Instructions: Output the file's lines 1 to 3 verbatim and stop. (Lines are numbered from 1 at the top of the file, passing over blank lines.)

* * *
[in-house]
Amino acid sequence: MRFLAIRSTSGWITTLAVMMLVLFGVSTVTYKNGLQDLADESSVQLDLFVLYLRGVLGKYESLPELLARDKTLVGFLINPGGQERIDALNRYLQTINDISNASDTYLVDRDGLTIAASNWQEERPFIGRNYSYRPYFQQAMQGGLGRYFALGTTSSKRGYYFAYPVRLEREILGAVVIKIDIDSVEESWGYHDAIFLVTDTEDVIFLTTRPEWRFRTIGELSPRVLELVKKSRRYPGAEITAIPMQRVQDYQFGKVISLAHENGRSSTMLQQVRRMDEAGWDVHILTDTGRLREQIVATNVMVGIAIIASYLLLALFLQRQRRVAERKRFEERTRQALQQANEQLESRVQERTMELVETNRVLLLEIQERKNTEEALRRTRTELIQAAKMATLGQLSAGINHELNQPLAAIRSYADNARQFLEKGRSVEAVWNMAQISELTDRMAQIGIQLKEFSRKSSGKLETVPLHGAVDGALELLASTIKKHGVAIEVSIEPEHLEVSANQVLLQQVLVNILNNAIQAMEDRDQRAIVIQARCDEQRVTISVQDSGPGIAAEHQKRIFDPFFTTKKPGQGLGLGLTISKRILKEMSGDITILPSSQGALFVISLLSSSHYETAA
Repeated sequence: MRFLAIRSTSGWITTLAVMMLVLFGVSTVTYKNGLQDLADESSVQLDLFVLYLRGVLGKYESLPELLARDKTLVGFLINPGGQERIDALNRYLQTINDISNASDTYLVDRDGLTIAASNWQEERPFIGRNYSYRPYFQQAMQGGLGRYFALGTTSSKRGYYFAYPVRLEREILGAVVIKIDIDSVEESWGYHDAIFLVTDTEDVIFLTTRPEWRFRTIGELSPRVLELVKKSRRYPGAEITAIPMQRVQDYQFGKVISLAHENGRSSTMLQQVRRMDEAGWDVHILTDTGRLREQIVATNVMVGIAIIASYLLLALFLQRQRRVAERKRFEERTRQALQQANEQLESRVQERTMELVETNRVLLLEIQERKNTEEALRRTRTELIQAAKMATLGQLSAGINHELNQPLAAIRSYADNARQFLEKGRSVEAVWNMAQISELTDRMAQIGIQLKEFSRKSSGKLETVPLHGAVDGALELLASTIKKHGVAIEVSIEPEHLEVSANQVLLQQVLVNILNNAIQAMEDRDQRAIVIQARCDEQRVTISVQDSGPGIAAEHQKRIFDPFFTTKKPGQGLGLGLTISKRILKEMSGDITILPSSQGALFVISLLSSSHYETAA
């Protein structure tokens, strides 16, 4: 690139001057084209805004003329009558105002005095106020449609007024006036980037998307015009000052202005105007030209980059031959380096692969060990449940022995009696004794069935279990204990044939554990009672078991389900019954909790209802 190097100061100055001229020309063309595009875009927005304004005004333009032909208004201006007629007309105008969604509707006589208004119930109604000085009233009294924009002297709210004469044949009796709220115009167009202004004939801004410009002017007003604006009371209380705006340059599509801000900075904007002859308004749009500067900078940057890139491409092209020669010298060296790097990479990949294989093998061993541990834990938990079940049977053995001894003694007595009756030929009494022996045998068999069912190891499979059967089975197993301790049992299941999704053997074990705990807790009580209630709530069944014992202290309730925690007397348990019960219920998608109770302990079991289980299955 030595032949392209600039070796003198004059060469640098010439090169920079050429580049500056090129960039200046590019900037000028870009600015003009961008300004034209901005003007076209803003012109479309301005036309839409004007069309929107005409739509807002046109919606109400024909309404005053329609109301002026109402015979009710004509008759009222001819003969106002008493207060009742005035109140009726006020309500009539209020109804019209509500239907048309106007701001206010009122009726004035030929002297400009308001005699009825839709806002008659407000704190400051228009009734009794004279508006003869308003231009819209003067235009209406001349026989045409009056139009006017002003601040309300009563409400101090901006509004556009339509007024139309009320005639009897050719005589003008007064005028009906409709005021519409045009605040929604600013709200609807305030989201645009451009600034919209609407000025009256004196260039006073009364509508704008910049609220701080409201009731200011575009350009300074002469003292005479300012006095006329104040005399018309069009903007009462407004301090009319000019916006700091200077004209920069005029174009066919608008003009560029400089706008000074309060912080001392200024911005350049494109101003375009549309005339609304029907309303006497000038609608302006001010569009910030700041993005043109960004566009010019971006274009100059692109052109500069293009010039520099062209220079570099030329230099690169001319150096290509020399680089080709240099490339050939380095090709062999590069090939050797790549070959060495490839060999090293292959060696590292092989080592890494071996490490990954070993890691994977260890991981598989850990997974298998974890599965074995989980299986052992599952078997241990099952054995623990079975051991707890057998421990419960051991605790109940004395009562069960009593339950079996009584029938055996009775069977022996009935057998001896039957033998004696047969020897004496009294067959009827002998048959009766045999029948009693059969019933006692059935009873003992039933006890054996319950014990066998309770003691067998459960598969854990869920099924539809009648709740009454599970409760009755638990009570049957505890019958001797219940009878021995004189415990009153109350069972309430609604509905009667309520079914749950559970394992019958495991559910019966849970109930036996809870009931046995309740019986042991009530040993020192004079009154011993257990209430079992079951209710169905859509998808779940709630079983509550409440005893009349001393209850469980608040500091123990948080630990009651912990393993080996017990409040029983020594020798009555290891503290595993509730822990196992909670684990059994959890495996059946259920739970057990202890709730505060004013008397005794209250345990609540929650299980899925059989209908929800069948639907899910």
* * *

[in-house]
Amino acid sequence: MRFLAIRSTSGWITTLAVMMLVLFGVSTVTYKNGLQDLADESSVQLDLFVLYLRGVLGKYESLPELLARDKTLVGFLINPGGQERIDALNRYLQTINDISNASDTYLVDRDGLTIAASNWQEERPFIGRNYSYRPYFQQAMQGGLGRYFALGTTSSKRGYYFAYPVRLEREILGAVVIKIDIDSVEESWGYHDAIFLVTDTEDVIFLTTRPEWRFRTIGELSPRVLELVKKSRRYPGAEITAIPMQRVQDYQFGKVISLAHENGRSSTMLQQVRRMDEAGWDVHILTDTGRLREQIVATNVMVGIAIIASYLLLALFLQRQRRVAERKRFEERTRQALQQANEQLESRVQERTMELVETNRVLLLEIQERKNTEEALRRTRTELIQAAKMATLGQLSAGINHELNQPLAAIRSYADNARQFLEKGRSVEAVWNMAQISELTDRMAQIGIQLKEFSRKSSGKLETVPLHGAVDGALELLASTIKKHGVAIEVSIEPEHLEVSANQVLLQQVLVNILNNAIQAMEDRDQRAIVIQARCDEQRVTISVQDSGPGIAAEHQKRIFDPFFTTKKPGQGLGLGLTISKRILKEMSGDITILPSSQGALFVISLLSSSHYETAA
Repeated sequence: MRFLAIRSTSGWITTLAVMMLVLFGVSTVTYKNGLQDLADESSVQLDLFVLYLRGVLGKYESLPELLARDKTLVGFLINPGGQERIDALNRYLQTINDISNASDTYLVDRDGLTIAASNWQEERPFIGRNYSYRPYFQQAMQGGLGRYFALGTTSSKRGYYFAYPVRLEREILGAVVIKIDIDSVEESWGYHDAIFLVTDTEDVIFLTTRPEWRFRTIGELSPRVLELVKKSRRYPGAEITAIPMQRVQDYQFGKVISLAHENGRSSTMLQQVRRMDEAGWDVHILTDTGRLREQIVATNVMVGIAIIASYLLLALFLQRQRRVAERKRFEERTRQALQQANEQLESRVQERTMELVETNRVLLLEIQERKNTEEALRRTRTELIQAAKMATLGQLSAGINHELNQPLAAIRSYADNARQFLEKGRSVEAVWNMAQISELTDRMAQIGIQLKEFSRKSSGKLETVPLHGAVDGALELLASTIKKHGVAIEVSIEPEHLEVSANQVLLQQVLVNILNNAIQAMEDRDQRAIVIQARCDEQRVTISVQDSGPGIAAEHQKRIFDPFFTTKKPGQGLGLGLTISKRILKEMSGDITILPSSQGALFVISLLSSSHYETAA